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Arbitration: Definition, Example and Related Terms

What is Arbitration ?

Arbitration is a way to solve disagreements or disputes without going to court. Think of it like a professional argument solver. Let's say you have a disagreement with someone about a business deal. Instead of going to a judge, you both agree to go to an arbitrator, who is like a referee in a game. The arbitrator listens to both sides, checks out the rules (which are the laws and the contract you both agreed to), and then makes a decision. This decision is usually final and it's very difficult to change it, just like the final score of a game. Arbitration can be less formal than a court, and can often be faster and cheaper too. It's commonly used in many types of business disputes, especially in international business where different countries' laws can make things complicated.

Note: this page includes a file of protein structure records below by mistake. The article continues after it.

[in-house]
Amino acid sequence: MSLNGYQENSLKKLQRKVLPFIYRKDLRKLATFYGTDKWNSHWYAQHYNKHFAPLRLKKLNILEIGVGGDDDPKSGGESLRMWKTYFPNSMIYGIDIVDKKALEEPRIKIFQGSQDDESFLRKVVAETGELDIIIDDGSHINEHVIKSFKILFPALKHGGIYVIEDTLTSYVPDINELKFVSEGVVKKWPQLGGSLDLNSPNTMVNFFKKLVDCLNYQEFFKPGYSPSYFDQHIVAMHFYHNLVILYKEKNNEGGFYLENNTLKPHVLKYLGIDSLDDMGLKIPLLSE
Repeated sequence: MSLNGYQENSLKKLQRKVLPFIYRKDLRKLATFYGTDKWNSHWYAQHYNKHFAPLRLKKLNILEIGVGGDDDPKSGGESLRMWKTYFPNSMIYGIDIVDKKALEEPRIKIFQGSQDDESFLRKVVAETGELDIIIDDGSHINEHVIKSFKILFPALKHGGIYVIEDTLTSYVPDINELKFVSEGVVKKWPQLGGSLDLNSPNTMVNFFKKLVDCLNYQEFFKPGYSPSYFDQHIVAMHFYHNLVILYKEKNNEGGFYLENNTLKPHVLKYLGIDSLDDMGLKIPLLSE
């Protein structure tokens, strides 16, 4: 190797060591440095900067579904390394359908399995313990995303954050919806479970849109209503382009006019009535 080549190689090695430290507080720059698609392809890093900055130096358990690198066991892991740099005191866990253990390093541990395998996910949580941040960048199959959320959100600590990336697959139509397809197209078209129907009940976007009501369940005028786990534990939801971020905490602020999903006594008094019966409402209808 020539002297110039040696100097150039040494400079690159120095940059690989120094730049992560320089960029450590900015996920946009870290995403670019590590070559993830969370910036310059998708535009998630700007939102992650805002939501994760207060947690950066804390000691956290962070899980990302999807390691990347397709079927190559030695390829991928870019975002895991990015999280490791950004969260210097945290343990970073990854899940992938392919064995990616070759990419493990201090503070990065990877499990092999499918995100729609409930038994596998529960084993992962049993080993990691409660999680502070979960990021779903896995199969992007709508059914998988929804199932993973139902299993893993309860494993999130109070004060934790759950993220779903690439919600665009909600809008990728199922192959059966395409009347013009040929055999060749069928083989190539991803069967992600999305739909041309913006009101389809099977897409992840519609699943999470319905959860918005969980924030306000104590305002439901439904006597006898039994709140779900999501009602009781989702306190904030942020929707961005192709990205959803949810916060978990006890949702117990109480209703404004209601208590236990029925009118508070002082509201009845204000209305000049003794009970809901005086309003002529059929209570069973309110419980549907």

• Scenario Description
    Two companies, A and B, enter into a contract for company B to supply company A with parts for a new product. However, they later disagree on the quality of the parts supplied. In this scenario, company A and B could decide to use arbitration to solve their disagreement. They would both present their arguments to an arbitrator, who would then make a decision based on the evidence and the terms of their contract. The arbitrator might decide that company B needs to replace the parts, or that company A needs to pay for the parts as they are.
    A software development company and a client disagree over the timeline of a project, with the client claiming that the company did not deliver on time as per the contract. The software development company and the client could choose to go to arbitration. They would both explain their sides of the story to the arbitrator, who would then look at the contract and any other evidence. The arbitrator might decide that the company did not breach the contract, or they might decide that the company needs to compensate the client for the delay.

Related terms